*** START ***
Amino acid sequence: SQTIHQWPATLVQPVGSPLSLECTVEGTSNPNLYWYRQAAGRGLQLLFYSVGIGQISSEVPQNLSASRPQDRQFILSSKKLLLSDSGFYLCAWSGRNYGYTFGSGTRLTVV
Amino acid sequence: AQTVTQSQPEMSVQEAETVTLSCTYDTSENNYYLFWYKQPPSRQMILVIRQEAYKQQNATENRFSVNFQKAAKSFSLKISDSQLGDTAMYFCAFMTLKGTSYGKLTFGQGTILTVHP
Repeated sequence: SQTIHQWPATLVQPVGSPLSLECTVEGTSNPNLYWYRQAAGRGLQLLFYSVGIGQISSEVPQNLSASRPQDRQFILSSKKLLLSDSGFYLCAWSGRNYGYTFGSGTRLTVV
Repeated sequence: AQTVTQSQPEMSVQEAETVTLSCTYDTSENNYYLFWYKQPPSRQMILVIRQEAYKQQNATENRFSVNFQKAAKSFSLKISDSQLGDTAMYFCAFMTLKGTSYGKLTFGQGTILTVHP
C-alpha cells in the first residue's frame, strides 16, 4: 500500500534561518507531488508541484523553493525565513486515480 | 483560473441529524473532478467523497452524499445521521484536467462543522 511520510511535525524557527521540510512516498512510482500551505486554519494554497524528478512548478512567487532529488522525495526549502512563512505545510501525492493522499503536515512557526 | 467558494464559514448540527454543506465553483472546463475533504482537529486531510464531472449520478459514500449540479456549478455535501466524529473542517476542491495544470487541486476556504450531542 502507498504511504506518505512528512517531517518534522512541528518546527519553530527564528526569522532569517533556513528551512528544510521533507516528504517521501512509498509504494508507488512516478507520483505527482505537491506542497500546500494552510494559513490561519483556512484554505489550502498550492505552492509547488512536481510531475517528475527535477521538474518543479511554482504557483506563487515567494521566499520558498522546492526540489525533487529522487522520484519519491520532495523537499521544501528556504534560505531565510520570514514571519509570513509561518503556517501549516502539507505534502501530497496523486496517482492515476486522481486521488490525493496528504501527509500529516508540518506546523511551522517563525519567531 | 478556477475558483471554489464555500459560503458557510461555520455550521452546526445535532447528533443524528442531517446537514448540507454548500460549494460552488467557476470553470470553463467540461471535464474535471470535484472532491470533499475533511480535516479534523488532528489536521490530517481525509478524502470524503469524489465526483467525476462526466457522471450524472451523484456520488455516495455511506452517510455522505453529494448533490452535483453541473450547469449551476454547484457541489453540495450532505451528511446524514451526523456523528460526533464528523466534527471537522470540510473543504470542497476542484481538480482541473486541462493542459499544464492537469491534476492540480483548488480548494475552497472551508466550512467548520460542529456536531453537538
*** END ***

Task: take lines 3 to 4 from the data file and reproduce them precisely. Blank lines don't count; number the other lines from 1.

Repeated sequence: SQTIHQWPATLVQPVGSPLSLECTVEGTSNPNLYWYRQAAGRGLQLLFYSVGIGQISSEVPQNLSASRPQDRQFILSSKKLLLSDSGFYLCAWSGRNYGYTFGSGTRLTVV
Repeated sequence: AQTVTQSQPEMSVQEAETVTLSCTYDTSENNYYLFWYKQPPSRQMILVIRQEAYKQQNATENRFSVNFQKAAKSFSLKISDSQLGDTAMYFCAFMTLKGTSYGKLTFGQGTILTVHP